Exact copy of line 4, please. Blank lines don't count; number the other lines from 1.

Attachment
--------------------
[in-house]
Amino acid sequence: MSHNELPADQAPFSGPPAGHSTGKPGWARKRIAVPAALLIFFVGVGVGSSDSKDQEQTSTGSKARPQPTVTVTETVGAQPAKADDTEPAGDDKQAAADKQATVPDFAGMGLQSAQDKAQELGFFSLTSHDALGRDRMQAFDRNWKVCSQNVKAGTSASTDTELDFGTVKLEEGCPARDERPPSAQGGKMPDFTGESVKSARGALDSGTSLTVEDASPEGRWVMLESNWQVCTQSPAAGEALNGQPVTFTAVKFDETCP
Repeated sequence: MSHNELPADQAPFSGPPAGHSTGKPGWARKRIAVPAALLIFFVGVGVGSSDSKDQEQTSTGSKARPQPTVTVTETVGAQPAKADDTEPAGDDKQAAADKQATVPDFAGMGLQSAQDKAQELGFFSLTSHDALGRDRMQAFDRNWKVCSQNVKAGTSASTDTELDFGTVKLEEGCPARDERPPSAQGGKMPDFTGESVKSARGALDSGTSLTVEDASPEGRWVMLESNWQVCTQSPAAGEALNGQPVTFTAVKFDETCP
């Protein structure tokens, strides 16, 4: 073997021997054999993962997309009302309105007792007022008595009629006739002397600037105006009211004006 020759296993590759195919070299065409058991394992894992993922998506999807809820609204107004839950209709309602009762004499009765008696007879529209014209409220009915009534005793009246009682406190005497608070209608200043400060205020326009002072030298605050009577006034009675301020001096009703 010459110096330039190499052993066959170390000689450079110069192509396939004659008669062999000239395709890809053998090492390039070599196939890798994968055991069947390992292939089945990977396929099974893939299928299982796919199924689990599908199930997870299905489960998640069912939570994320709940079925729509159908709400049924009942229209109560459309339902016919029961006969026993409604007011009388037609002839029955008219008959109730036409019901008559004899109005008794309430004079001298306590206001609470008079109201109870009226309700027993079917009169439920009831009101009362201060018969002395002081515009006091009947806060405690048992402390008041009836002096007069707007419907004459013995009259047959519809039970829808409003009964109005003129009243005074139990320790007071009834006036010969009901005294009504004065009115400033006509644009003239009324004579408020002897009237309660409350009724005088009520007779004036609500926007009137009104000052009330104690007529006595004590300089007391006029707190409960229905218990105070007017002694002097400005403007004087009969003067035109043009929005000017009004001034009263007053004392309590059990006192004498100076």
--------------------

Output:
């Protein structure tokens, strides 16, 4: 073997021997054999993962997309009302309105007792007022008595009629006739002397600037105006009211004006 020759296993590759195919070299065409058991394992894992993922998506999807809820609204107004839950209709309602009762004499009765008696007879529209014209409220009915009534005793009246009682406190005497608070209608200043400060205020326009002072030298605050009577006034009675301020001096009703 010459110096330039190499052993066959170390000689450079110069192509396939004659008669062999000239395709890809053998090492390039070599196939890798994968055991069947390992292939089945990977396929099974893939299928299982796919199924689990599908199930997870299905489960998640069912939570994320709940079925729509159908709400049924009942229209109560459309339902016919029961006969026993409604007011009388037609002839029955008219008959109730036409019901008559004899109005008794309430004079001298306590206001609470008079109201109870009226309700027993079917009169439920009831009101009362201060018969002395002081515009006091009947806060405690048992402390008041009836002096007069707007419907004459013995009259047959519809039970829808409003009964109005003129009243005074139990320790007071009834006036010969009901005294009504004065009115400033006509644009003239009324004579408020002897009237309660409350009724005088009520007779004036609500926007009137009104000052009330104690007529006595004590300089007391006029707190409960229905218990105070007017002694002097400005403007004087009969003067035109043009929005000017009004001034009263007053004392309590059990006192004498100076």